Alemannic German

group of dialects of the Upper German branch of the Germanic language family

Template:Iawyí29wAlemannic German (Alemannic German: Alemannisch) is a group of dialects of the Upper German branch of the Germanic language family. It is spoken by about ten million people in southern Germany, Switzerland, France, Austria, Liechtenstein, and Italy. In Switzerland it is sometimes called Swiss German. In Alsace, the language is usually called Alsatian.

Native toSwitzerland: entire German-speaking part.
Germany: most of Baden-Württemberg and Bavarian Swabia.
Austria: Vorarlberg and some parts of Tyrol.
Liechtenstein: entire country.
France: most of Alsace.
Italy: some parts of Aosta Valley and northern Piedmont
United States: Amish in Adams and Allen counties, Indiana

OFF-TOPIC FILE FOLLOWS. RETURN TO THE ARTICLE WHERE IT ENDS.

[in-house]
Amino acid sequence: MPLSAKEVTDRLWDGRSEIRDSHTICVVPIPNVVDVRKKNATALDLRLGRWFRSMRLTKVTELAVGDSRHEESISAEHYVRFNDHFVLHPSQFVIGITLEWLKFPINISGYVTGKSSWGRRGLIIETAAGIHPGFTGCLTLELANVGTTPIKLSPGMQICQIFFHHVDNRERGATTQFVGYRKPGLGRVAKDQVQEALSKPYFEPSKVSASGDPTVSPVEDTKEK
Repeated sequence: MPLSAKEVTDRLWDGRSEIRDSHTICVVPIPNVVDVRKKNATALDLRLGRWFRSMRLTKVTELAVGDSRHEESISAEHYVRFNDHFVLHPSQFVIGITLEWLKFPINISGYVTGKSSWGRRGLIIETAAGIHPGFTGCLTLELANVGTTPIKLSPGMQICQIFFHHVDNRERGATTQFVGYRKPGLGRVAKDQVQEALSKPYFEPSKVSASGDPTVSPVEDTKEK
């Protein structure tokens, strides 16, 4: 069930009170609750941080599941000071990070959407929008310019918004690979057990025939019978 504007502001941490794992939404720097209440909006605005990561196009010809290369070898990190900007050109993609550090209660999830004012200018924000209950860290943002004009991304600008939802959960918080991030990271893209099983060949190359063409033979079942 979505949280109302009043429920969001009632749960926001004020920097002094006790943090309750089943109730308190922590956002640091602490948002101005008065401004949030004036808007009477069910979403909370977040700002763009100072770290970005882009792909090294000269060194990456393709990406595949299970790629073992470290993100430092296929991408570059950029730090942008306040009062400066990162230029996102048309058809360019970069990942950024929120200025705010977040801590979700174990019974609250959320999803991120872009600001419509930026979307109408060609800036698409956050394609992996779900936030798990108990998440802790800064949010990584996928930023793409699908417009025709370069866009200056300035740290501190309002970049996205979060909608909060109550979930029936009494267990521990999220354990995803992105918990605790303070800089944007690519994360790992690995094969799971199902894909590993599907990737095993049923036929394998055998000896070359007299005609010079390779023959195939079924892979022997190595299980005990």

Venezuela: Alemán Coloniero
Native speakers
7,162,000 (2004–2012)[1]
Latin, Historically Elder Futhark
Language codes
ISO 639-2gsw
ISO 639-3Variously:
gct – Colonia Tovar
gsw – Swiss German and Alsatian
swg – Swabian
wae – Walser
Blue indicates the traditional distribution area of Western Upper German (=Alemannic) dialects.
This article contains IPA phonetic symbols. Without proper rendering support, you may see question marks, boxes, or other symbols instead of Unicode characters. For an introductory guide on IPA symbols, see Help:IPA.

Outside this area: the village Zădăreni in Romania, Old-order Amish in Adams County and Allen County in the United States, and Colonia Tovar in Venezuela. In the US: the Bernese dialects are stable, and spoken by about 5% of all Amish (15.000 people), Alsatian dialects are in decline there.

In contrast to other languages, Alemannic German is only a spoken language; there is no fixed orthography for the language.


  1. Colonia Tovar at Ethnologue (18th ed., 2015)
    Swiss German and Alsatian at Ethnologue (18th ed., 2015)
    Swabian at Ethnologue (18th ed., 2015)
    Walser at Ethnologue (18th ed., 2015)